• rate this

    Comment number 39.

    Little mention of the taxpayer underwriting the existing Pension Fund - will probably wipe out a large proportion of the revenue from share sales. Another Tory con.

  • rate this

    Comment number 38.

    Dear German / French governments - here is a gift wrapped monopoly for you to pick up for a song.
    Yours faithfully
    Her Majesty's Government (of Stupidity and Dogma)

    Even the Mad Old Witch thought this an ill idea.

  • rate this

    Comment number 37.

    For years, I attempted to help support Royal Mail & local post office. As a result of RMs 2013 changes it became financially impossible to continue.

    Its a fix, a set up, a carrot for privatisation

    Then there the BIGGEST CON/RIP OFF of taxpayers, transfer of RMs pensions to state, with £MULTI billion DEBT black hole that UK taxpayers & pensions are now liable for

  • rate this

    Comment number 36.

    Once again, dogma trumps common sense!

    Give it 5 years and it'll be owned by the German government!

  • rate this

    Comment number 35.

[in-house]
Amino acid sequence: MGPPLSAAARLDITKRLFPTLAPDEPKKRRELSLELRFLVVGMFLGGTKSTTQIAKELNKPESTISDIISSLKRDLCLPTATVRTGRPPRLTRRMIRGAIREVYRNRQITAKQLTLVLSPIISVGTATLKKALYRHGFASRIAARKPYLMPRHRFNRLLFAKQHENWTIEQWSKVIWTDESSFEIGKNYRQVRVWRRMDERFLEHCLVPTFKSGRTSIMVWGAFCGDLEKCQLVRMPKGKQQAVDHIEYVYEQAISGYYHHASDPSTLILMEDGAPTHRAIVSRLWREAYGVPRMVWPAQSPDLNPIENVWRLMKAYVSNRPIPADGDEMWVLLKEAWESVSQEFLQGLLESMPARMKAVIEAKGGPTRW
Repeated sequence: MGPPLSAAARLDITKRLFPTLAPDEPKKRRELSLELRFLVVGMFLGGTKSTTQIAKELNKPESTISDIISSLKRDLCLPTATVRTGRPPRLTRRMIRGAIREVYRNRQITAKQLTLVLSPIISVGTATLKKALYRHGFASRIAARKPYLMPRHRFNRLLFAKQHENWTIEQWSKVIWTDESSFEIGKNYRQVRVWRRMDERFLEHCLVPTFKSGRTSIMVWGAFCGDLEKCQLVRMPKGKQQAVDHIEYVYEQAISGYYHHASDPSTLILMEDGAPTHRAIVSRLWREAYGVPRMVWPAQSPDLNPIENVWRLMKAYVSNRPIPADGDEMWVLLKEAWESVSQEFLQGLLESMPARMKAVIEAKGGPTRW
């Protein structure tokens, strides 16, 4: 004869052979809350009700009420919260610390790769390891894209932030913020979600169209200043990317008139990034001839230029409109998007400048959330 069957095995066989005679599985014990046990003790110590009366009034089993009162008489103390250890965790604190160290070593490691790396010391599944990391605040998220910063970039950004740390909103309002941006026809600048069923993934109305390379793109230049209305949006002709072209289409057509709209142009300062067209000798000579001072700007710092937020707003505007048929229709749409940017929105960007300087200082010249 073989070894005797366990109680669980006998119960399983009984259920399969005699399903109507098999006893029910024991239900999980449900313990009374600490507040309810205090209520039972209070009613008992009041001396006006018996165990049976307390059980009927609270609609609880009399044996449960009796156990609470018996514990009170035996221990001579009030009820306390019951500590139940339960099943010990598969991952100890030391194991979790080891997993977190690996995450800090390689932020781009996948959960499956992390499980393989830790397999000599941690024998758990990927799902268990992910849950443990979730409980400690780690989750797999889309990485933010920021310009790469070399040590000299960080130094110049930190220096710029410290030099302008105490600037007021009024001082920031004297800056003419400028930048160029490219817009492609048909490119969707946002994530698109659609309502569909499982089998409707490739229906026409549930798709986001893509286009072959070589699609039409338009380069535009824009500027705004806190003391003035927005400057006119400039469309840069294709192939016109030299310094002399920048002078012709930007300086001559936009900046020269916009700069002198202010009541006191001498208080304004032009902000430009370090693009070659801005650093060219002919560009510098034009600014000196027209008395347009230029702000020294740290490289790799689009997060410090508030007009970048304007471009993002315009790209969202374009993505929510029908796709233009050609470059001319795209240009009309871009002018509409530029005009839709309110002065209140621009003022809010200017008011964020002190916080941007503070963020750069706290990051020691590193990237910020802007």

Dear Dave - I have £3 Bn to spend... I would like to buy any currently private company in the UK that can turn in 200m+ profit a year...but before I do what I'd like you to do is get rid of all the companies debts.. particularly the pension pot, you could keep that bit owned by the nation, increase the deficit at bit. No one will notice.

    Oh and you want a job in 2015 just hit me up.

  • rate this

    Comment number 34.

    25. MBeth
    Thatcher proved to the world that privatisation improves efficiency, increases competition and raises revenue

    I am assuming this is meant to be some sort of irony. Unfortunately there are a few people actually stupid enough to believe it, while anyone with any sense is calling for power, water and transport to be brought back into public ownership to repair the damage Thatcher did.

  • rate this

    Comment number 33.